The Centers for Medicare and Medicaid Services is facing the formidable challenge of deciding what kinds of patients should be screened for lung cancer. 

The agency’s Medicare Evidence Development & Coverage Advisory Committee will meet April 30 to decide how the positive findings of a large randomized trial and the recommendation the U.S. Preventive Services Task Force should be translated into policy.

The controversy over screening for lung cancer will demonstrate how scientific findings influence the standard of care in the new healthcare system. Under the Affordable Care Act, USPSTF grades translate into coverage mandates for private insurers.

photoConversation with The Cancer Letter
Kazerooni: The Case for Broad Coverage

The Cancer Letter asked Ella Kazerooni, a professor of radiology at the University of Michigan, chair of the American College of Radiology Committee on Lung Screening, and vice chair of the lung screening panel of the National Comprehensive Cancer Network, to lay out the rationale for a proposal for broad coverage for lung screening.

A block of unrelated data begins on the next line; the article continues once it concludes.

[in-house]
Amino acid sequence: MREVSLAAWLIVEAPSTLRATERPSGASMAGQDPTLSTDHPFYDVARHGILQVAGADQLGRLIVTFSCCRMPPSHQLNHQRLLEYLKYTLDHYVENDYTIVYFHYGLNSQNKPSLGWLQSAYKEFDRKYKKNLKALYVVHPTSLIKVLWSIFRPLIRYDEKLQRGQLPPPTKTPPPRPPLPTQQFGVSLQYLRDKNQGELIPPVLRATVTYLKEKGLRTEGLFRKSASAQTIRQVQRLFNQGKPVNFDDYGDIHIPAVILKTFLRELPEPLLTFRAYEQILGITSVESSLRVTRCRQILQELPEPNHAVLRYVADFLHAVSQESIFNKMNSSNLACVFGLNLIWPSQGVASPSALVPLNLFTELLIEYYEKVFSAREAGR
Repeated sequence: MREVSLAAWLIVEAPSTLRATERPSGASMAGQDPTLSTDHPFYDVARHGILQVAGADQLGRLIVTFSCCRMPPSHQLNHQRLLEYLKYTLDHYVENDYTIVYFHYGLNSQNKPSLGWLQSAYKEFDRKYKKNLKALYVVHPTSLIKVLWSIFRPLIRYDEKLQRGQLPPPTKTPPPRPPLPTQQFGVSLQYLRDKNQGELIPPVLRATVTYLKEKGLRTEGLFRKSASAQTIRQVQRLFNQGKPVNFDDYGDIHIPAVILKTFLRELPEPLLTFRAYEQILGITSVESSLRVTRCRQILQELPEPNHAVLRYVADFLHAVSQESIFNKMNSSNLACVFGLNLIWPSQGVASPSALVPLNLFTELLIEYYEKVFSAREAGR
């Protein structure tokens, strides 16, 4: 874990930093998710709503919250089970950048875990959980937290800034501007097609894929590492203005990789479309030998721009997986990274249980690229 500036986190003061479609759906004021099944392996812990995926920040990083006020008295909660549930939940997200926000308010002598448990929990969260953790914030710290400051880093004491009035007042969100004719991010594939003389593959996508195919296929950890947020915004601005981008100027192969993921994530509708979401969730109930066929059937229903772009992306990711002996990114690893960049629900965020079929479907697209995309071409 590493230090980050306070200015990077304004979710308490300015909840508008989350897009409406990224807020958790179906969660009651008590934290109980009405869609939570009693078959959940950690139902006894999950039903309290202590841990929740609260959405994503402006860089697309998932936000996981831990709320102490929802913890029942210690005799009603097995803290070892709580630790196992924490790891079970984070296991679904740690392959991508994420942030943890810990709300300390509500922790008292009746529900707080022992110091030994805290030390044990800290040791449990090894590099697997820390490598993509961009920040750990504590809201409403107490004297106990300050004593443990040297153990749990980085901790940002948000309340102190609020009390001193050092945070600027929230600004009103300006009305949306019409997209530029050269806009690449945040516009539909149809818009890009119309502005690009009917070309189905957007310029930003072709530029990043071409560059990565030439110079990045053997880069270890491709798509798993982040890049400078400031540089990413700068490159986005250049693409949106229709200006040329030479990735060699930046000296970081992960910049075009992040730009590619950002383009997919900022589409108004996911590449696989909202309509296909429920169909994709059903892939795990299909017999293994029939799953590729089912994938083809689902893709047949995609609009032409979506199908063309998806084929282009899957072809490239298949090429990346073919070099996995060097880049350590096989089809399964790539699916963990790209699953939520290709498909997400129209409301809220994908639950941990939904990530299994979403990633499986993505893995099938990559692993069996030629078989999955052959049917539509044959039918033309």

photoIn Brief

  • Alan Ashford named center director at UCSF

  • Edith Perez receives Claude Jacquillat Award

  • NCI announces 2013 Cancer Center Clinical Investigator Team Leadership Awards

  • Chad Ellis named associate director at UNC Lineberger

  • Tripathy joins MD Anderson as breast medical oncology chair

  • Thayer named chief of surgical oncology at University of Nebraska

  • Bayer Pharma and Ventana enter agreement

  • MD Anderson signs three-year agreement with MedImmune

20140321 - Mar. 21, 2014